One Kudo, Two Kudos

In today’s Times Herald-Record is a story i must hide from my husband, to avert his early death from apoplexy. It says a local barber could soon get “another kudo” from the Guinness Book of World Records.

You and i hate mosquitoes; Tim hates back-formations from Greek words.

To Tim, saying a man deserves “a kudo” for something is exactly like saying he deserves “a pray,” on the grounds that “praise” is more than one “pray.”

We’ve all said,  “Kudos to you!” to someone who done good, meaning “Congratulations!” and so, whenever we’ve been forced to think about it (which is, mercifully, quite rarely), we figure one instance of them there kudos is a kudo.  So, like, if you win a martial-arts match, that would be a judo kudo. (Sorry.)

Actually, as Tim has been all too happy to remind me over and over and over and over and over again, “kudos” is a singular Greek noun meaning  “honor,” “glory,” or “acclaim” — recognition for something positive.  But that “s” sound at the end (Tim insists it should be pronounced like the “s” in “son,” by the way, not like the “s” in “nose”) throws everybody off. We assume it’s a plural, and that there must be a “kudo” around here somewhere. My Webster’s College Dictionary lists “kudo” as a synonym for “compliment,” adding: “Back-formation from kudos.” But as Tim would say: That doesn’t make it right.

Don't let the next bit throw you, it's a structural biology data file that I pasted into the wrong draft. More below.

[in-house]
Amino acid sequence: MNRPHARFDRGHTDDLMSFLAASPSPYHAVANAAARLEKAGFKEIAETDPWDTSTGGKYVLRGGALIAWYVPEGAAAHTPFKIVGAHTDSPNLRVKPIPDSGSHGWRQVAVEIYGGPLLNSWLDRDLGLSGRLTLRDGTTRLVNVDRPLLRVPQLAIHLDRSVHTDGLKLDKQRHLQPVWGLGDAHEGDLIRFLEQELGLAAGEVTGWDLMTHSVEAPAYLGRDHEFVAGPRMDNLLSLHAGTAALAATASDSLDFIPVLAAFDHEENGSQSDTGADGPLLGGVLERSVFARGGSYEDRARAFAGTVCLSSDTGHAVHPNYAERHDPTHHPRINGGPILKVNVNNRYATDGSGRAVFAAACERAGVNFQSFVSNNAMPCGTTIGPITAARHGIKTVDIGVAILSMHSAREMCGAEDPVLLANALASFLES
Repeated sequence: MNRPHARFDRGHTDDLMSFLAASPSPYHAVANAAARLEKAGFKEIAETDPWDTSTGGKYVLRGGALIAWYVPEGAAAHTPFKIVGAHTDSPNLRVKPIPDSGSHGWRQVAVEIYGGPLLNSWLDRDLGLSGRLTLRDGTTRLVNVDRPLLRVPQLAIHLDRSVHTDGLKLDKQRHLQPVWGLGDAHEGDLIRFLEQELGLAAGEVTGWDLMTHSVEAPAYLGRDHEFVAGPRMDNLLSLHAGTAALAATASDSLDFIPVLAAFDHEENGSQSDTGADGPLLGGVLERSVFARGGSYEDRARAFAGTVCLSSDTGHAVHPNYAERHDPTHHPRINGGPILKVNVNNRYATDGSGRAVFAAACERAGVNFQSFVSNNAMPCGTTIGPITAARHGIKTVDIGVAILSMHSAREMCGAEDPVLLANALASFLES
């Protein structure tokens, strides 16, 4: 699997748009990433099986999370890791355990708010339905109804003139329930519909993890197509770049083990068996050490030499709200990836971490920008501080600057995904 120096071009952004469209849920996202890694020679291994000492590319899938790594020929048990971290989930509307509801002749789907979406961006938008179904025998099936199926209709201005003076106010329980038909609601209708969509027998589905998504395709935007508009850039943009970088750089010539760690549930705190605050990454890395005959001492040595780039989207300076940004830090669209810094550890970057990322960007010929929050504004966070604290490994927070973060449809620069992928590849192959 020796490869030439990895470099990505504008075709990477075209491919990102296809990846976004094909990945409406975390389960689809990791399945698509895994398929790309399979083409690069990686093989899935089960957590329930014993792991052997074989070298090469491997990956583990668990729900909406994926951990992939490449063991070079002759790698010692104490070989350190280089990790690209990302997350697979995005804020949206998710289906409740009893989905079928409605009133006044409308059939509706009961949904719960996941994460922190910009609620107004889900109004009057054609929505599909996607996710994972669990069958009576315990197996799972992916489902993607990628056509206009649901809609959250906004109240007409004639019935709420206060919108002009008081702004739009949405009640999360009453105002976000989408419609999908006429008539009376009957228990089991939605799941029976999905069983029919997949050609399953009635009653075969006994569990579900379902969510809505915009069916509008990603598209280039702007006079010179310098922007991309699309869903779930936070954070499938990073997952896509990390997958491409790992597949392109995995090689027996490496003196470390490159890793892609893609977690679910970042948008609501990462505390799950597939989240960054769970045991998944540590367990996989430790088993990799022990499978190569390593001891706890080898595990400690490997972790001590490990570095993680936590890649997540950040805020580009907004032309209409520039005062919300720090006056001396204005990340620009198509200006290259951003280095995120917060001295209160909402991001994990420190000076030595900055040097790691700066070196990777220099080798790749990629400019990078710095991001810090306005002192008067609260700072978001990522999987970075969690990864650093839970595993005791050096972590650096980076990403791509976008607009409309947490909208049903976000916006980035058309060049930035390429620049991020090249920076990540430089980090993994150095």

This Is About Love

On the gay marriage issue, let’s pray that the Methodists live up to their ideals.

Copying the short link below will take you to today’s NY Times story about how the Methodists are about to prosecute a pastor for officiating at his son’s wedding to a man … which, thank G-d, is legal in New York, where the ceremony was performed. The problem is, the denomination has a rule that forbids its pastors from performing same-sex weddings. Copying the longer link takes you to the response from a some devout Methodists who are trying to fix that rule.

I’m with them.

Doesn’t Galatians say there is neither “Greek nor Jew,” and neither “male nor female,” but that all are one in the eyes of Jesus? Isn’t the Methodist slogan “Open Minds, Open Hearts, Open Doors”? Didn’t G-d say “It is not good for man to be alone”? Why, then, prosecute a pastor for joining his own son in holy matrimony to a man who sweetly swore to support him in sickness and health ’til death parts them?

In this case, human ethics and understanding have evolved faster than the Methodist Book of Discipline. It’s a civil-rights case, yes, but more importantly, it’s about love.

Come on, Methodists: This is a good time to remember who you are, and who G-d wants you to be. Drop the charges against Tom Ogletree.